Regarding Silene Haller is pleased with the thought of admitting the stamens and nectaries into their characters, although in a natural system he will not separate Bulbosae, the Alsines, the Roresmarini, etc. on account of their three or two stamens.

Haller is not fond of new species. He now wants to condemn some of his own: several Orchides, two Veronicae and two Saxifragae described in Commercium litterarium. However, Androsace, Xeranthemum, Melampyrum with a small yellow flower and Astragalus are new. There are an infinite number of varieties in Joseph Pitton de Tournefort, Johannes Loeselius, Georg Andreas Helwing, Heinrich Bernhard Ruppe and others. Difference of size alone can never make a species and difference of colour very rarely, unless it be yellow. He will examine Trollius.

Haller’s specimens of Aphyllanthes are imperfect. He would like to have Tribuloides and Salicornia.

Haller’s “Synopsis” will contain 2,500 to 3,000 plants.

There are 311 bad and superficial illustrations by Giovanni Giacobbe Zannichelli. There follows a list of new books for Linnaeus.

upMANUSCRIPTS

a. original holograph (LS, VI, 153-156). [1] [2] [3] [4] [5] [6]

upEDITIONS

1. A selection (1821), vol. 2, p. 260-269   p.260  p.261  p.262  p.263  p.264  p.265  p.266  p.267  p.268  p.269.

upTEXTUAL NOTES

a.
MS1 [added above the line]
b.
MS1 [added above the line]
c.
MS1 [added above the line]
d.
MS1 [added above the line]
e.
MS1 <sed> Sic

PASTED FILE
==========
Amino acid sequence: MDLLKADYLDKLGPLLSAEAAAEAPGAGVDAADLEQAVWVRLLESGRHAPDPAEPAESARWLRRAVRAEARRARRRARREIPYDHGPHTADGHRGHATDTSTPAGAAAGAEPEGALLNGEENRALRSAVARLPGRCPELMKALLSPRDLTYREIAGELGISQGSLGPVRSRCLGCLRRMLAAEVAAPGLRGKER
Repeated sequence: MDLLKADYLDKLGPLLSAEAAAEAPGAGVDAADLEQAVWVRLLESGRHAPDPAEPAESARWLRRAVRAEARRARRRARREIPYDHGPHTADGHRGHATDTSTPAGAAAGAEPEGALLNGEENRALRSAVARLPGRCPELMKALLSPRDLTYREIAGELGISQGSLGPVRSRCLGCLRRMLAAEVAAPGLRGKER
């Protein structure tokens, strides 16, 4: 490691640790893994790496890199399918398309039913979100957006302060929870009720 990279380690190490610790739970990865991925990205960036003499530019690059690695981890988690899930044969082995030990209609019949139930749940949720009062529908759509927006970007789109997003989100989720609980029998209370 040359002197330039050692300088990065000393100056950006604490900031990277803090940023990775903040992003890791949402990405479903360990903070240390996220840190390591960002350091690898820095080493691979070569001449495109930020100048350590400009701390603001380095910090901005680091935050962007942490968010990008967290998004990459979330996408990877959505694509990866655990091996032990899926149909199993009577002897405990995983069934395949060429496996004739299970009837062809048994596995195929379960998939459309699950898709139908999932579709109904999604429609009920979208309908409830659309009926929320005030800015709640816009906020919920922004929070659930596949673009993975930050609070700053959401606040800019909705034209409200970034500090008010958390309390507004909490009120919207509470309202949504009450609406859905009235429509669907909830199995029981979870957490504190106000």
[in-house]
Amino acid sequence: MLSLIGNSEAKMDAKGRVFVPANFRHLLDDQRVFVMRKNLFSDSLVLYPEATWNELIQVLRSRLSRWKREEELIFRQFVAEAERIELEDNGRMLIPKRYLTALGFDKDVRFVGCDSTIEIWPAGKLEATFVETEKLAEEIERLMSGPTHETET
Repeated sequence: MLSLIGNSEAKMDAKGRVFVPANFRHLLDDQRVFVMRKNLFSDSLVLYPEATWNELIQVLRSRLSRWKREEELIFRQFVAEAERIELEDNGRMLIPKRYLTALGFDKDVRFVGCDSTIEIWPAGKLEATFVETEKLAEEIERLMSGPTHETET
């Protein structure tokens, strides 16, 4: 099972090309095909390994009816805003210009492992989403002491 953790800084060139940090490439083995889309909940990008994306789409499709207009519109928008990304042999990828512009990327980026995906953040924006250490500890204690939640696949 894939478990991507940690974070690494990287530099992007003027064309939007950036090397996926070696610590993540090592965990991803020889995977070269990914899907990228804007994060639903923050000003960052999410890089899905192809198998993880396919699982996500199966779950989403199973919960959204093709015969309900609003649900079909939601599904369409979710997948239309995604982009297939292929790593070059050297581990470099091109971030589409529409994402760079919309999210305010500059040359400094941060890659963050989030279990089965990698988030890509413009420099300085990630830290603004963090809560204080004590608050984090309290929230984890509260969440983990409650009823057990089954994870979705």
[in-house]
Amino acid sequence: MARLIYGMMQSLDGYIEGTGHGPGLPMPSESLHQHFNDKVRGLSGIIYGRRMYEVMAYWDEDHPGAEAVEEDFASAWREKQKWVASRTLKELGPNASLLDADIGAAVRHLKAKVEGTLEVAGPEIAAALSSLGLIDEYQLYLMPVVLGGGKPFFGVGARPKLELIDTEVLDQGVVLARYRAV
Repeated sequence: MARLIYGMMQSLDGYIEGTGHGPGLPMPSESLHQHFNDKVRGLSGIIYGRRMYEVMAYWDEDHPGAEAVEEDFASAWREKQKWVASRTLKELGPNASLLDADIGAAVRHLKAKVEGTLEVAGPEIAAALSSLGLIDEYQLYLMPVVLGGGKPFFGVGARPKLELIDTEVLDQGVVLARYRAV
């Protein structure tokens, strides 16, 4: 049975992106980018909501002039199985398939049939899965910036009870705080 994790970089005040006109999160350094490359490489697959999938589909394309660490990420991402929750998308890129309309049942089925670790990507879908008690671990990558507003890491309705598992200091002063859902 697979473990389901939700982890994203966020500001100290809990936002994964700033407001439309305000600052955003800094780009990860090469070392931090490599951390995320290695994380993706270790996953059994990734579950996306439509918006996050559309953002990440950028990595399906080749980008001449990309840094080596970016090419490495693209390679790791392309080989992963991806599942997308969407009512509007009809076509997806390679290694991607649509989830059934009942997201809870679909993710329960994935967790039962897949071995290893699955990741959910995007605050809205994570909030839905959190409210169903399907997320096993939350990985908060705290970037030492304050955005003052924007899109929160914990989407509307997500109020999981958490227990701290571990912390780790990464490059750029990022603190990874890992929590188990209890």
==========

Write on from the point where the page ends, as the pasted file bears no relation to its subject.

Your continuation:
f.
MS1 <si> In
g.
MS1 [added above the line]
h.
MS1 [read] Arnicam
i.
MS1 [added above the line]
j.
MS1 <id> ad
k.
MS1 [added above the line]
l.
MS1 [added above the line]
m.
MS1 [added above the line]

upEXPLANATORY NOTES

1.
2.
3.
4.
5.
6.
7.
8.
9.
See Linnaeus to Haller, 8 June 1737 n.s., where he says that the termination -oides displeases him because it is the asylum of ignorance.
Haller is wrong here. The plant of Linnaeus is Veronica alpina (Smith, A selectionSmith, James Edward A
selection of the correspondence of
Linnaeus and other naturalists, from the
original manuscripts
(London 1821).
, II, 265), see Linnaeus, Species plantarumLinnaeus, Carl Species
plantarum
(Stockholm 1762-1763).
Soulsby no. 500.
(1762), I, 15.
Androsace villosa (Smith, A selectionSmith, James Edward A
selection of the correspondence of
Linnaeus and other naturalists, from the
original manuscripts
(London 1821).
, II, 266), see Linnaeus, Spec. pl. (1762), I, 204.